Thank you, Noam, and many Happy Returns!
The first time I attended a party to celebrate Noam’s birthday was 40 years ago, on the day he turned 50 in fall 1978—during my first semester at MIT. It was a surprise party held in a room in Building 20—a very memorable event, with wonderful dishes prepared by Carol Kiparsky and Mahanan and great variety shows put together by Ken Hale and David Pesetsky playing violin to the tune From Comp to Comp, Norbert Hornstein and Elan Dresher playing Nim Chimsky, and Jay Keyser speaking as The Tree, and more. It was a special occasion for me also because it was the first time I met Noam personally (as he was on sabbatical and mostly out of town that year).
There are too many blessings to be counted during these 40 years. One thing I have been grateful for is that Noam always had time for me, even when surrounded by so many others in and outside of linguistics. He got used to (as he put it) receiving my 50-page chapter draft on a Friday evening but always had comments on every page for our appointment the next Tuesday. His generosity continued after my graduation through all these years. In 1988, when I was at Cornell, Noam had someone call me to say he was coming to give a politics talk (on “Manufacturing Consent”) and that he would be available to give a linguistics talk as well. He also suggested that he and I have an easy walk on the Cornell campus (as he was recuperating from some back pains) to discuss a rough draft of my paper on reconstruction and the structure of VP, which led to its publication. My senior Cornell colleagues later praised me for having single-handedly gotten Noam to come visit the DMLL, to which I smiled but happily made no objection. (This story is worth telling because it’s often said that Noam would not accept any invitation to give a linguistics talk unless he is also invited to give a politics talk.)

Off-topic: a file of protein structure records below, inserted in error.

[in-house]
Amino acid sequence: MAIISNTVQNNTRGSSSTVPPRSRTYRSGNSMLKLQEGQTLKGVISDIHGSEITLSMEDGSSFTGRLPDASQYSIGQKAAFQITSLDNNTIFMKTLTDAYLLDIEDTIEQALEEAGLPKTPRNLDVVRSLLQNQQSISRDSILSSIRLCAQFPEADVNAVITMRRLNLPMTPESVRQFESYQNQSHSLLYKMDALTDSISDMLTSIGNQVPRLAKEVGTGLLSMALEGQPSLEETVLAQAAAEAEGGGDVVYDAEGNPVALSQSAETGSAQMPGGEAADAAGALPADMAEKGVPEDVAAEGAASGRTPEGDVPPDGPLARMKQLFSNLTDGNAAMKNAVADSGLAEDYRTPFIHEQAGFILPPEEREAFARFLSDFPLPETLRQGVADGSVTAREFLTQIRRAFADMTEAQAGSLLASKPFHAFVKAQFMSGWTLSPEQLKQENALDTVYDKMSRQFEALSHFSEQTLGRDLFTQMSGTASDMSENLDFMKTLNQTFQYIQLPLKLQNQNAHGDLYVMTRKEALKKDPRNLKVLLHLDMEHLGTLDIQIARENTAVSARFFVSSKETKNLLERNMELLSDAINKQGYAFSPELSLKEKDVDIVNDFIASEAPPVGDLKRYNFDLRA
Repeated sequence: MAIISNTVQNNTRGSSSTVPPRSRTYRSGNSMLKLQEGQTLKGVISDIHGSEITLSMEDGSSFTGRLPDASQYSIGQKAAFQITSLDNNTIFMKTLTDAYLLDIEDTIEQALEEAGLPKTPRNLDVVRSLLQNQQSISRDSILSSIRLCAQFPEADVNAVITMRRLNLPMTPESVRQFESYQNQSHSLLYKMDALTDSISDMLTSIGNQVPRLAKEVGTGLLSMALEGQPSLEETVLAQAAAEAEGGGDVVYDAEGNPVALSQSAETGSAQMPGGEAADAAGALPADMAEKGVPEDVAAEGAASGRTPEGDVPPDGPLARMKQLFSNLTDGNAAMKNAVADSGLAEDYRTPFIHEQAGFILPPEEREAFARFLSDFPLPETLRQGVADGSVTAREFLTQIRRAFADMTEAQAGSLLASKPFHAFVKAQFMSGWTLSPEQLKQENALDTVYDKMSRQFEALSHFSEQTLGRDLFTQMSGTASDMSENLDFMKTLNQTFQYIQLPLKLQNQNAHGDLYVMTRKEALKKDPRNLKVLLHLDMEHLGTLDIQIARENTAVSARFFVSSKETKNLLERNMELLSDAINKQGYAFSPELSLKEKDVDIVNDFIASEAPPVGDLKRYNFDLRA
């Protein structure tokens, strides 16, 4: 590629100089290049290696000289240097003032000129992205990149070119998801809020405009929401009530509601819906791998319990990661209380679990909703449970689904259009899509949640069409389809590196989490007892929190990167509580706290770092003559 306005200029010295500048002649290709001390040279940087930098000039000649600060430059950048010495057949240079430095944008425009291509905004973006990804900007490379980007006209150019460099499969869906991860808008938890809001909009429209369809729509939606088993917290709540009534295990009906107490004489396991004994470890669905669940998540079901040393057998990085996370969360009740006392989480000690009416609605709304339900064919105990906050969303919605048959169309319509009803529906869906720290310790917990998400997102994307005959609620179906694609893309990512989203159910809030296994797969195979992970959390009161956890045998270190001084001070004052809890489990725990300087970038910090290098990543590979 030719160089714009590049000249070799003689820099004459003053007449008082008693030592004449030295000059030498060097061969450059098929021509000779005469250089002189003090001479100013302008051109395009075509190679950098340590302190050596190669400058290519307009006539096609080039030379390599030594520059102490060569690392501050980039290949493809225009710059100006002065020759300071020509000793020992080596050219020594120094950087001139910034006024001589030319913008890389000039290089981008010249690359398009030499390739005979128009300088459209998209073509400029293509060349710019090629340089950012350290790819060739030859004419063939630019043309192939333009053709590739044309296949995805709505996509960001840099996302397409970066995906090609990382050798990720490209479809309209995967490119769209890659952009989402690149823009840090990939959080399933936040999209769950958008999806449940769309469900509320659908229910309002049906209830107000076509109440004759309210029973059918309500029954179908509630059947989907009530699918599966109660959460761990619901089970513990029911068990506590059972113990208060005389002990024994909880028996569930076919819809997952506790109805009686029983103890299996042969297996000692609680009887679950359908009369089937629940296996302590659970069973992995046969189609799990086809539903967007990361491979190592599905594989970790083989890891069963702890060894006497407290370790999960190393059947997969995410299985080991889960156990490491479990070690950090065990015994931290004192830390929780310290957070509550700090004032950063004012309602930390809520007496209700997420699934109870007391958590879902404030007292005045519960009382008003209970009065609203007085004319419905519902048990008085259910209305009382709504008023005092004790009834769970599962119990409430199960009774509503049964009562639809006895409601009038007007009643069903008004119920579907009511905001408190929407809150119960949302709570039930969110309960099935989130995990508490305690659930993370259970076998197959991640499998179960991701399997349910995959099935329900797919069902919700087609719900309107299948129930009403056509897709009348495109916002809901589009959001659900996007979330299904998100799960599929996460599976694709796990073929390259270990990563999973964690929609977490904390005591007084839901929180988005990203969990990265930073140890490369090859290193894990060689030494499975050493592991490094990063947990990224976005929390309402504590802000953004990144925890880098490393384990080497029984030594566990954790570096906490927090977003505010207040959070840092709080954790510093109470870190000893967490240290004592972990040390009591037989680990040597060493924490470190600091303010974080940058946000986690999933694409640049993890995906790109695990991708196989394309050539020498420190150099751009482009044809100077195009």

Speaking of which, I am actually pretty proud of my role in helping to bring about Noam’s first visit to Taiwan and China, in 2010. There are too many worthy stories to tell, but I think he remembers the excitement that was omnipresent among the numerous people he met. People sometimes wonder how I succeeded in persuading him to go, and I have to admit (quoting Beverly Stohl) that it may be because “Noam was his own worst enemy when it came to saying no.” But there is also more to it. In our recent email exchange about being “retired and not tired,” he told me his “Bicycle Theory” (as it had appeared in an interview by Sam Tanenhaus in the New York Times earlier).
And by the way, remember what you did on the City Wall of Xi’an, Noam?
Happy 91st (counting the Asian way), and Many Happy Returns!